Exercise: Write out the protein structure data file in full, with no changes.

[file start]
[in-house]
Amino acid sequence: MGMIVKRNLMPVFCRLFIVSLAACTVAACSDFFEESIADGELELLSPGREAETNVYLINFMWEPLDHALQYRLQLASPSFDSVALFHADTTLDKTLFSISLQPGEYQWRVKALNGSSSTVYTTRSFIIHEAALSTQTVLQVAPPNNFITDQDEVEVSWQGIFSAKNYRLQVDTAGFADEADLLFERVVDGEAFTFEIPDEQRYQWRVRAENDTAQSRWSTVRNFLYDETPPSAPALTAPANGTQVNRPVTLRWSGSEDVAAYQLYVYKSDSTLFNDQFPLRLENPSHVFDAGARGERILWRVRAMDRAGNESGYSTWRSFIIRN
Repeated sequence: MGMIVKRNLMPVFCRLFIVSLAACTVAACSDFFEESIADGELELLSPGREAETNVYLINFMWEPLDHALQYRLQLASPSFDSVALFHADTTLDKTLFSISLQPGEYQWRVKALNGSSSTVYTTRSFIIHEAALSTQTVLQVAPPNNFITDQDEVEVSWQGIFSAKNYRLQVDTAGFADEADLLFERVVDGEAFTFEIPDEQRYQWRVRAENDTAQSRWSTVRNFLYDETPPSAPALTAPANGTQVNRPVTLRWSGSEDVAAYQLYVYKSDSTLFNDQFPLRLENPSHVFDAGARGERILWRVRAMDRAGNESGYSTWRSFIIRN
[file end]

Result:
[in-house]
Amino acid sequence: MGMIVKRNLMPVFCRLFIVSLAACTVAACSDFFEESIADGELELLSPGREAETNVYLINFMWEPLDHALQYRLQLASPSFDSVALFHADTTLDKTLFSISLQPGEYQWRVKALNGSSSTVYTTRSFIIHEAALSTQTVLQVAPPNNFITDQDEVEVSWQGIFSAKNYRLQVDTAGFADEADLLFERVVDGEAFTFEIPDEQRYQWRVRAENDTAQSRWSTVRNFLYDETPPSAPALTAPANGTQVNRPVTLRWSGSEDVAAYQLYVYKSDSTLFNDQFPLRLENPSHVFDAGARGERILWRVRAMDRAGNESGYSTWRSFIIRN
Repeated sequence: MGMIVKRNLMPVFCRLFIVSLAACTVAACSDFFEESIADGELELLSPGREAETNVYLINFMWEPLDHALQYRLQLASPSFDSVALFHADTTLDKTLFSISLQPGEYQWRVKALNGSSSTVYTTRSFIIHEAALSTQTVLQVAPPNNFITDQDEVEVSWQGIFSAKNYRLQVDTAGFADEADLLFERVVDGEAFTFEIPDEQRYQWRVRAENDTAQSRWSTVRNFLYDETPPSAPALTAPANGTQVNRPVTLRWSGSEDVAAYQLYVYKSDSTLFNDQFPLRLENPSHVFDAGARGERILWRVRAMDRAGNESGYSTWRSFIIRN